As a teen, the phone would ring repeatedly every Monday night with commanders calling in reports to his father, he said. His father was not able to attend Thursday's ceremony but every time father and son visit, "he asks me two things: How is the strength (of the military) and how are the enlisted men doing."

Col. Ted Frandsen, left, who is also retiring from the Utah National Guard, pays tribute to his brother Bruce.

Photo by Maj. Hank McIntire

Col. Ted Frandsen, left, who is also retiring from the

Utah National Guard, pays tribute to his brother Bruce.

Calling them "the most important people," Frandsen thanked his family, saying his wife had no idea what she was getting into when she married a national guardsman.

"Thank you all," Frandsen said in closing, addressing the one hundred or so members of the National Guard in the audience. "It's been an honor to serve with you."

A lifelong resident of American Fork, Frandsen had served as assistant adjutant general of the Utah Army National Guard since 2005. Concurrent with his assignment as assistant adjutant general, Frandsen also served as deputy commanding general, U.S. Army Maneuver Support Center, Fort Leonard Wood, Mo., said Utah National Guard spokesman Maj. Hank McIntire, in a statement.

Frandsen's responsibilities at Fort Leonard Wood included overseeing the training and equipping of more than 40,000 engineer, chemical and military police soldiers in the Army National Guard nationwide.

Nyla Frandsen, center, wife of Brig. Gen. Bruce Frandsen, right, receives flowers and certificate of appreciation from Col. Jeff Burton.

Photo by Maj. Hank McIntire

Nyla Frandsen, center, wife of Brig. Gen. Bruce Frandsen, right,

receives flowers and certificate of appreciation from Col. Jeff Burton.

Beginning his military career in 1975, Frandsen attained the rank of staff sergeant before attending the Utah Military Academy Officer Candidate School and receiving his commission in 1980.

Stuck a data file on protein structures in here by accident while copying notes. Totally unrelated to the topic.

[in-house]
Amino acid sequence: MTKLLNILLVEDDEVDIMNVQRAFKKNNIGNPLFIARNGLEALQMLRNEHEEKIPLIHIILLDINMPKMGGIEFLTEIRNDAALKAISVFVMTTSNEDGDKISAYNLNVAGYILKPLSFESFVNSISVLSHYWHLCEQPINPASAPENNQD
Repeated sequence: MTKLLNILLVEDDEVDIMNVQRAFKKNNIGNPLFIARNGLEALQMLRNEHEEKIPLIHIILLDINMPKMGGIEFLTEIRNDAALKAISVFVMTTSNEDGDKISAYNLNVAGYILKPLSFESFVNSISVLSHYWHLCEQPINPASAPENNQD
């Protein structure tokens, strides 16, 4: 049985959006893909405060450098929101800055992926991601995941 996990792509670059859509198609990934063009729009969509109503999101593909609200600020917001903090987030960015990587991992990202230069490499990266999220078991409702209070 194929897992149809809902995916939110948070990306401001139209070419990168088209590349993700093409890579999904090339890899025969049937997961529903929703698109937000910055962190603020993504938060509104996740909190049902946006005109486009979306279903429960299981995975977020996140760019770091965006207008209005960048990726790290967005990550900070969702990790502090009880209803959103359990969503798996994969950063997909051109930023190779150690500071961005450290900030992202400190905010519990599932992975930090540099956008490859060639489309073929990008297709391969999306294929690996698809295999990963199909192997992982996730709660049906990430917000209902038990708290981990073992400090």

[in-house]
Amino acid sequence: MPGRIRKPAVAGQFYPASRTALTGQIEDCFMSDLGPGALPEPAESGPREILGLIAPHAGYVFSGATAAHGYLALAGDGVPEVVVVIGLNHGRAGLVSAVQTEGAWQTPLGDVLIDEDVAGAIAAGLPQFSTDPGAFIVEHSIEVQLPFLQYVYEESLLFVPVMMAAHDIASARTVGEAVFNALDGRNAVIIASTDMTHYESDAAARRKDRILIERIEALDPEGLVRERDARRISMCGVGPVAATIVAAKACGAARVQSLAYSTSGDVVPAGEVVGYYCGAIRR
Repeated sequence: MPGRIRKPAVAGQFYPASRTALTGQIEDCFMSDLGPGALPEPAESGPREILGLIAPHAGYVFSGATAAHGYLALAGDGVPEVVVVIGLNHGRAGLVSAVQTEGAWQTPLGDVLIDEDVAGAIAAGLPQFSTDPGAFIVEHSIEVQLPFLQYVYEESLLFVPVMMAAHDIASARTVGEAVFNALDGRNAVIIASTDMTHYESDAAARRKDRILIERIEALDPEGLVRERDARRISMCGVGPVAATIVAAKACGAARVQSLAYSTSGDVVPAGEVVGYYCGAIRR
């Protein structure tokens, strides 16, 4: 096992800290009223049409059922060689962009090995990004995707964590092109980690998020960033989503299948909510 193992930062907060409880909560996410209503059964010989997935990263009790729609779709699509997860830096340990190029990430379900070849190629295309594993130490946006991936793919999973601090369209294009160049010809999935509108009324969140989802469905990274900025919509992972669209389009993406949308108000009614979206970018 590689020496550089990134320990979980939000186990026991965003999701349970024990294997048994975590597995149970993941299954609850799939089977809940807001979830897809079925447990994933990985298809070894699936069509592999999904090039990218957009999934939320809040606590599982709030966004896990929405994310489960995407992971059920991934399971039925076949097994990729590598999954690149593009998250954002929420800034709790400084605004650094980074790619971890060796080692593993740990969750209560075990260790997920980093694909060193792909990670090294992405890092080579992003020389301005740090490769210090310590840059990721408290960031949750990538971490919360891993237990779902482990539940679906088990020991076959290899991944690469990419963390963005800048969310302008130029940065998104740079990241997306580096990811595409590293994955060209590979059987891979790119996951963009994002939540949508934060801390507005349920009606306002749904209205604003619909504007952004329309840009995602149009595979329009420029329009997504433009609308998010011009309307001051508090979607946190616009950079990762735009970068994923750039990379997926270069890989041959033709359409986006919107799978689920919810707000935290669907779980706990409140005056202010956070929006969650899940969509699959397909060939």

Frandsen served in numerous leadership positions in the Utah Guard, including platoon leader; detachment, company and battalion commander; executive officer; training officer; deputy chief of staff for personnel; and joint chief of staff in the Utah National Guard's Joint Forces Headquarters.

Col. Jefferson Burton has been named the new Assistant Adjutant General-Army, having most recently served as deputy chief of staff for personnel of the Utah National Guard. As commander of the 1457th Engineer Battalion, Burton led his 400 soldiers in Iraq in 2003-04 as they fulfilled combat engineer missions in support of Operation Iraqi Freedom.

Article appeared in the Nov. 2 edition of the Provo Daily Herald.

The array of awards, certificates and mementos presented to Brig. Gen. Bruce Frandsen at his retirement ceremony Nov. 1.

Photo by Maj. Hank McIntire

The array of awards, certificates and mementos presented to

Brig. Gen. Bruce Frandsen at his retirement ceremony Nov. 1.

Friends, colleagues, and fellow service members attend Brig. Gen. Bruce Frandsen's retirement ceremony at Draper headquarters Nov. 1.

Photo by Maj. Hank McIntire

Friends, colleagues, and fellow service members attend Brig. Gen.

Bruce Frandsen's retirement ceremony at Draper headquarters Nov. 1.